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Genome Res. Jan 2010; 20(1): 1–9.
PMCID: PMC2798820

Ecological adaptation determines functional mammalian olfactory subgenomes

Abstract

The ability to smell is governed by the largest gene family in mammalian genomes, the olfactory receptor (OR) genes. Although these genes are well annotated in the finished human and mouse genomes, we still do not understand which receptors bind specific odorants or how they fully function. Previous comparative studies have been taxonomically limited and mostly focused on the percentage of OR pseudogenes within species. No study has investigated the adaptive changes of functional OR gene families across phylogenetically and ecologically diverse mammals. To determine the extent to which OR gene repertoires have been influenced by habitat, sensory specialization, and other ecological traits, to better understand the functional importance of specific OR gene families and thus the odorants they bind, we compared the functional OR gene repertoires from 50 mammalian genomes. We amplified more than 2000 OR genes in aquatic, semi-aquatic, and flying mammals and coupled these data with 48,000 OR genes from mostly terrestrial mammals, extracted from genomic projects. Phylogenomic, Bayesian assignment, and principle component analyses partitioned species by ecotype (aquatic, semi-aquatic, terrestrial, flying) rather than phylogenetic relatedness, and identified OR families important for each habitat. Functional OR gene repertoires were reduced independently in the multiple origins of aquatic mammals and were significantly divergent in bats. We reject recent neutralist views of olfactory subgenome evolution and correlate specific OR gene families with physiological requirements, a preliminary step toward unraveling the relationship between specific odors and respective OR gene families.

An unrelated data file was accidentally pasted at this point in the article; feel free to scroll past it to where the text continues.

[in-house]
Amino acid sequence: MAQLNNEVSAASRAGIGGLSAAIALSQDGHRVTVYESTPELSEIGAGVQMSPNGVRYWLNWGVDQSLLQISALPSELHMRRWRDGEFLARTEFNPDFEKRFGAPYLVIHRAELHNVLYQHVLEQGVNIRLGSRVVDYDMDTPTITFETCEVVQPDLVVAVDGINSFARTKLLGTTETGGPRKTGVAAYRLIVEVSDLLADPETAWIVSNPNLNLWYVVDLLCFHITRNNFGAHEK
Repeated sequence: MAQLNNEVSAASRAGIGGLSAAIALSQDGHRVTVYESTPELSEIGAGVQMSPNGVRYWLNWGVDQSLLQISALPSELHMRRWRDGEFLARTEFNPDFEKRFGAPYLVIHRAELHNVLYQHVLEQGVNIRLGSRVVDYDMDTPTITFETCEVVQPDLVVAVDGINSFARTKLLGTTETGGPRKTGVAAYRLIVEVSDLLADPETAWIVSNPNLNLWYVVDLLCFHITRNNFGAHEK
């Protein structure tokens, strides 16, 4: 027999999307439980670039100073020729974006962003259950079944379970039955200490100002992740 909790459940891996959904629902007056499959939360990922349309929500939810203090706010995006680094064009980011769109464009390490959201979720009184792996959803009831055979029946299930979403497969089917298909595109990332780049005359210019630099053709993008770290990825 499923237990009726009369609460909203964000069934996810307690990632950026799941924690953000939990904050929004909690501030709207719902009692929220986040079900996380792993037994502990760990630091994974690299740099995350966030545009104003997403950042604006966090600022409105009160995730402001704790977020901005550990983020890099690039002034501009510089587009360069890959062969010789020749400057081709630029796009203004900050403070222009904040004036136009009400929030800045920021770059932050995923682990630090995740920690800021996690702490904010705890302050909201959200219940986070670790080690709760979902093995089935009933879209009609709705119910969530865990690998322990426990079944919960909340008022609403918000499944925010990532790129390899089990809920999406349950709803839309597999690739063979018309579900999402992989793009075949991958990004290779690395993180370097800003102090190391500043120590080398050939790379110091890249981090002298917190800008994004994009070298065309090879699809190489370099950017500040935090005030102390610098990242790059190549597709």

Living mammals (~5400 species) originated ~217–238 million years ago (Mya), inhabit every biome on earth, and are arguably one of the most phenotypically diverse groups of vertebrates (Wilson and Reeder 2005; Springer and Murphy 2007). From the largest, 170-ton blue whale, to the smallest, ~2-g flying, echolocating bumblebee bat, the huge diversity and extraordinary adaptive radiations in mammalian form and function have fascinated evolutionary biologists for centuries (Darwin 1859). Increasingly, environmental niche specialization is reflected in animal genomes (Li et al. 2005; Seehausen et al. 2008; Zhao et al. 2009), and studying the molecular mechanisms that are responsible for this vast diversity has allowed some of the greatest insights into the functioning and evolution of our own genome.